Fresh Air

Monday through Thursday, 2pm - 3pm

Fresh Air opens the window on contemporary arts and issues with guests from worlds as diverse as literature and economics.  Terry Gross hosts this multi-award-winning daily interview and features program.  The veteran public radio interviewer is known for her extraordinary ability to engage guests of all dispositions.  Each Monday through Thursday, she delights intelligent and curious listeners with revelations on contemporary societal concerns.

Copyright 2015 NPR. To see more, visit http://www.npr.org/.

Copyright 2015 NPR. To see more, visit http://www.npr.org/.

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DAVID BIANCULLI, HOST:

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DAVID BIANCULLI, HOST:

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TERRY GROSS, HOST:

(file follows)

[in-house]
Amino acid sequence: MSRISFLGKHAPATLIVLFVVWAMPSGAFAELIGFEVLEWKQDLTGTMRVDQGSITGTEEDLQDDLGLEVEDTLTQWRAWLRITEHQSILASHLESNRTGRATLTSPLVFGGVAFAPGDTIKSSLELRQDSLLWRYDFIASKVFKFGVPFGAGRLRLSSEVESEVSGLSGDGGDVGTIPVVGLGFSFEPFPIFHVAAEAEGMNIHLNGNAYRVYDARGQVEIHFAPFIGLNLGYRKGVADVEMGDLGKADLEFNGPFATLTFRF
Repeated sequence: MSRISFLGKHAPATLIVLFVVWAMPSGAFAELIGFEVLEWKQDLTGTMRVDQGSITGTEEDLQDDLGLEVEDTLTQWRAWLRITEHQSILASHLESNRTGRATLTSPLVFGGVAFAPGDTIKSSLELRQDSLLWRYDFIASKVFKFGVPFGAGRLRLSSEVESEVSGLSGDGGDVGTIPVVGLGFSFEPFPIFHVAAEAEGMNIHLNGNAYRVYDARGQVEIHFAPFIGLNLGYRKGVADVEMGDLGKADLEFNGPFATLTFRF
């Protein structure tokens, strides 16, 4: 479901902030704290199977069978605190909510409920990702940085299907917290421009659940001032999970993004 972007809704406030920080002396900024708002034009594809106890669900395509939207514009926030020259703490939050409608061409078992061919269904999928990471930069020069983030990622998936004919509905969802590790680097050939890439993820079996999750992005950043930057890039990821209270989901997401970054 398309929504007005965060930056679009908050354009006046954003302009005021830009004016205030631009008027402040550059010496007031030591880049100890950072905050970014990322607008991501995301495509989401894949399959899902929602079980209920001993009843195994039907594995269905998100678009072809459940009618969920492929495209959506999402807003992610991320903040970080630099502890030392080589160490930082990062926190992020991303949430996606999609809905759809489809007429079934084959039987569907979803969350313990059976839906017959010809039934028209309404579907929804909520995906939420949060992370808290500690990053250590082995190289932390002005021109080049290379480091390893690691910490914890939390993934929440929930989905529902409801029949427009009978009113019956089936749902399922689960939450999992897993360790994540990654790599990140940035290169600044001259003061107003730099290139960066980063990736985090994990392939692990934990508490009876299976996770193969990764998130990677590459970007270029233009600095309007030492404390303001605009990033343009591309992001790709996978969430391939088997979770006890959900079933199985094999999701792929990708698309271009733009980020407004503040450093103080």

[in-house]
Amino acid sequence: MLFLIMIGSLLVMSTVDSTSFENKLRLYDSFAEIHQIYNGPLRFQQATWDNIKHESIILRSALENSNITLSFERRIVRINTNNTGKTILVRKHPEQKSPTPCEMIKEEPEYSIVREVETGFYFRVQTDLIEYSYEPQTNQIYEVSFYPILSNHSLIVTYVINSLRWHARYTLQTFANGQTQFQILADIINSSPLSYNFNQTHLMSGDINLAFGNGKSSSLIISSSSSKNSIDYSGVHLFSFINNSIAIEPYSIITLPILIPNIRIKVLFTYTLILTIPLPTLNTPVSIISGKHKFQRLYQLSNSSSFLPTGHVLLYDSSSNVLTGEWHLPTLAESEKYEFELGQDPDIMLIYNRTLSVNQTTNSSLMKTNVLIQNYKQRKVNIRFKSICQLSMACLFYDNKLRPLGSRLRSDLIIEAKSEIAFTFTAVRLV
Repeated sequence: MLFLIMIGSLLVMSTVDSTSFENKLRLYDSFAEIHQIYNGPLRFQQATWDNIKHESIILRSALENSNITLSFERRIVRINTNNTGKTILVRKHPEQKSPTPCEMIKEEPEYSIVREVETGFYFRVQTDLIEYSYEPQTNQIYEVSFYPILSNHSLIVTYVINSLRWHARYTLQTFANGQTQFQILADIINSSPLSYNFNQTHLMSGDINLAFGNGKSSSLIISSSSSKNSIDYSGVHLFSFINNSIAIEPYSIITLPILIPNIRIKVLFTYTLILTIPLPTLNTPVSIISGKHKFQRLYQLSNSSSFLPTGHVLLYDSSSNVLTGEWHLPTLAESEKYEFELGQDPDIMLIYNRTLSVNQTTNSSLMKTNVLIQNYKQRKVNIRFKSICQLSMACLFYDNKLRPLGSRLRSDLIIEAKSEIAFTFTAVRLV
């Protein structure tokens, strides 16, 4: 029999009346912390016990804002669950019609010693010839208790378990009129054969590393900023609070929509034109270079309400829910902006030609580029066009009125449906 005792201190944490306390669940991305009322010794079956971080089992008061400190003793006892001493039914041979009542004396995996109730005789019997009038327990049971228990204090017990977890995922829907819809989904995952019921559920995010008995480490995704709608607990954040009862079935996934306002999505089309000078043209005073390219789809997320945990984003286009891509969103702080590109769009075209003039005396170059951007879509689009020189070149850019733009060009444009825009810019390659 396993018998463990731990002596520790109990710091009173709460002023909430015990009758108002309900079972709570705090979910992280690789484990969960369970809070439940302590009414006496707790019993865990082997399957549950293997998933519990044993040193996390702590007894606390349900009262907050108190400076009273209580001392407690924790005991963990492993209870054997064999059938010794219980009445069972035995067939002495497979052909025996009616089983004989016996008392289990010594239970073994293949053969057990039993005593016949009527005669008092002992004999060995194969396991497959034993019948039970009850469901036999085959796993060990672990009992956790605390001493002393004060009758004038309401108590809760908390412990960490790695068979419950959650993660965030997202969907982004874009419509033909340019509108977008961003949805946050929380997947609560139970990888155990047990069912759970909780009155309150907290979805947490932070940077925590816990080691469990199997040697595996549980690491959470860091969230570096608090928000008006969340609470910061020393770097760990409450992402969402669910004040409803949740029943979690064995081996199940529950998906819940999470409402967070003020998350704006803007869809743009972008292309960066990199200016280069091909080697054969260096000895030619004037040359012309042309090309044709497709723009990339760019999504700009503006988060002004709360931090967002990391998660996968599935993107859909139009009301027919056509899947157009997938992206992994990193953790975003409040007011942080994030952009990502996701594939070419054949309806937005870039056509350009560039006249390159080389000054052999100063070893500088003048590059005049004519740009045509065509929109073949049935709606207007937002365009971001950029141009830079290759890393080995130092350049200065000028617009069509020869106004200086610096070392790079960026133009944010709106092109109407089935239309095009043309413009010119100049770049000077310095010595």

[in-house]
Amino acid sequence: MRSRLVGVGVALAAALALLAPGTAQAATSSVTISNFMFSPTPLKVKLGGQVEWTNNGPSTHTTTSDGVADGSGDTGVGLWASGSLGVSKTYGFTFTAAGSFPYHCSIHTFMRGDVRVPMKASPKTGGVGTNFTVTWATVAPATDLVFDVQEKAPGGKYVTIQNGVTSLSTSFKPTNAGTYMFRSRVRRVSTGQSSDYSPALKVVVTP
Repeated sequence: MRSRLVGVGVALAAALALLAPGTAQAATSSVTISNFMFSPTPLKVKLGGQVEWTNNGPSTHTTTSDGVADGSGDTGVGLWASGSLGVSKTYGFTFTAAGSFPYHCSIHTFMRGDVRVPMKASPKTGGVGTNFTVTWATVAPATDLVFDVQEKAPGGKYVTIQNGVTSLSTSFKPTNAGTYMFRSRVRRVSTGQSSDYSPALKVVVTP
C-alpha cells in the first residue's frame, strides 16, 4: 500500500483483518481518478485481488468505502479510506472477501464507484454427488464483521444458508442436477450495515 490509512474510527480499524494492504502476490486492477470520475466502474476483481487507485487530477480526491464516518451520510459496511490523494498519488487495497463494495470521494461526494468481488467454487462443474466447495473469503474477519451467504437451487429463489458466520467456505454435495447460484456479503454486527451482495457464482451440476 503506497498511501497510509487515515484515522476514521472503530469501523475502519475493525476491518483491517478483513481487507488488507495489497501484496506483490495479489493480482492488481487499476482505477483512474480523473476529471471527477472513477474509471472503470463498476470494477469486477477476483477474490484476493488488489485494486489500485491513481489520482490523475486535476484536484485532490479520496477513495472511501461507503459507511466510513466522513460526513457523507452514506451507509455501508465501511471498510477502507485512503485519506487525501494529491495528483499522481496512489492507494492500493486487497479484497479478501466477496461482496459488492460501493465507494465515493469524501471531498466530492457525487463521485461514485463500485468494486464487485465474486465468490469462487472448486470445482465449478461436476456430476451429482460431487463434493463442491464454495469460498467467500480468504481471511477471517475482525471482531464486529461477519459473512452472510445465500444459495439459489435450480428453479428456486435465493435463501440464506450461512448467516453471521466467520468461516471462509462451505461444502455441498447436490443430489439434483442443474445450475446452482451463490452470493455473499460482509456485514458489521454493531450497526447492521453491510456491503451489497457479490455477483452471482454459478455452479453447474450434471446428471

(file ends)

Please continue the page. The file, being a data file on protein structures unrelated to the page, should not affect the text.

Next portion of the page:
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When Amy Winehouse, the British musician who sang memorably about her refusal to go to rehab, died due to problems related to drugs, alcohol and bulimia in July 2011, she was nearly as famous for her personal struggles as she was for her music. Just 27, Winehouse had been tabloid fodder for years.

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Is there such a thing as a "gay voice"? For gay filmmaker David Thorpe, the answer to that question is complicated. "There is no such thing as a fundamentally gay voice," Thorpe tells Fresh Air's Terry Gross. But, he adds, "there is a stereotype and there are men, to a greater or lesser extent, who embody that stereotype."

In his new film, Do I Sound Gay?, Thorpe searches for the origin of that stereotype and documents his own attempts to sound "less gay" by working with speech pathologist Susan Sankin.

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TERRY GROSS, HOST:

Copyright 2015 NPR. To see more, visit http://www.npr.org/.

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